State Republican leaders are wise to avoid the legislative quackery that can accompany a lame-duck session of the General Assembly.
Top Republicans in the House and Senate announced last week that they will not call legislators back for voting sessions after the Nov. 6 general election, commonly referred to as lame-duck sessions.
At times, lame-duck sessions have been used to pass legislation that elected officials didn't want to vote on before the elections or that hasn't received much, if any, scrutiny.
In the last Pennsylvania lame-duck session in 2006, state lawmakers passed a bill that allows casinos to serve free alcoholic beverages to patrons, even though the measure never had a public hearing.
The state Senate had two voting days and the House had five in the 2006 lame-duck session, Capitolwire reports.
In 2004, the House approved 183 bills in its lame-duck session, The Associated Press reports. And a Common Cause study found between 1991 and 1998, 30 percent of all non-appropriations measures signed into law were passed during a lame-duck session.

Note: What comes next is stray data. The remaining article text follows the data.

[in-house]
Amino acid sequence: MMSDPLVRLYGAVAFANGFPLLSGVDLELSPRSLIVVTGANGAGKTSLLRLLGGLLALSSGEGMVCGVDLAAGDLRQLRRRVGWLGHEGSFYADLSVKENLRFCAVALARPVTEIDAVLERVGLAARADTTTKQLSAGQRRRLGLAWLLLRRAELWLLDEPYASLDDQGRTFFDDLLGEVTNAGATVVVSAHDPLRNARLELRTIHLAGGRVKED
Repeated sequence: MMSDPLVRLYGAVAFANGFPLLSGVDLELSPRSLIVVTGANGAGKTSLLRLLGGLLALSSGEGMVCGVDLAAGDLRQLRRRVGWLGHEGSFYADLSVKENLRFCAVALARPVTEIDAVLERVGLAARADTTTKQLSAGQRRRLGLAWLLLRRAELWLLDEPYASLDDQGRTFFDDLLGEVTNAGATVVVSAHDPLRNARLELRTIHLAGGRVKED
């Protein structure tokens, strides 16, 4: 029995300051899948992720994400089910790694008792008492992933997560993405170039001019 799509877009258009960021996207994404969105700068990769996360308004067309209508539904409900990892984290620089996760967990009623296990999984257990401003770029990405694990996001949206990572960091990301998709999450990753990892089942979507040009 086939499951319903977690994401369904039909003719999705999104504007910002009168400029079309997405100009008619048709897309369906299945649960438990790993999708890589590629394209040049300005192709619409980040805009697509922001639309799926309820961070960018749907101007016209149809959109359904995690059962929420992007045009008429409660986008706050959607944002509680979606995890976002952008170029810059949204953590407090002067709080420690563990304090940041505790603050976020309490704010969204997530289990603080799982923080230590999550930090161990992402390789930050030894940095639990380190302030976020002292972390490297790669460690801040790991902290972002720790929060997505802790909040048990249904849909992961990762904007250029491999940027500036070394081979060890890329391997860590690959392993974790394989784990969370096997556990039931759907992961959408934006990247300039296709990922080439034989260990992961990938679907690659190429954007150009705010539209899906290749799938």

That's not good government.
Recently, there had been some speculation that a lame-duck session may be on tap for this year to address the long-neglected issue of transportation funding. It's no secret that Pennsylvania has many more transportation needs - from roadway repairs to bridge replacements - than it has funding to address.
But fixing the problems almost certainly will require higher taxes on fuel and higher fees for things such as licenses and vehicle registrations, things that won't make most politicians popular.
A lame-duck session could give them cover by ensuring it would be at least another two years before lawmakers could be held accountable by voters. But lawmakers shouldn't be putting off important matters just because it's politically expedient.
Sen. Jake Corman, R-Centre, started the ball rolling by balking at the idea of a lame-duck session on transportation. Other top Pennsylvanian Republicans followed suit.
Less than a dozen states allow their legislatures to vote on measures between the general election and the start of the next session. We're glad that state legislative leaders are saying they will follow that pattern.
There's plenty of time between now and Nov. 6 for the General Assembly to act. And the decision now to not have a lame-deck session will increase the pressure for our elected officials to get their jobs done before voters go to the polls.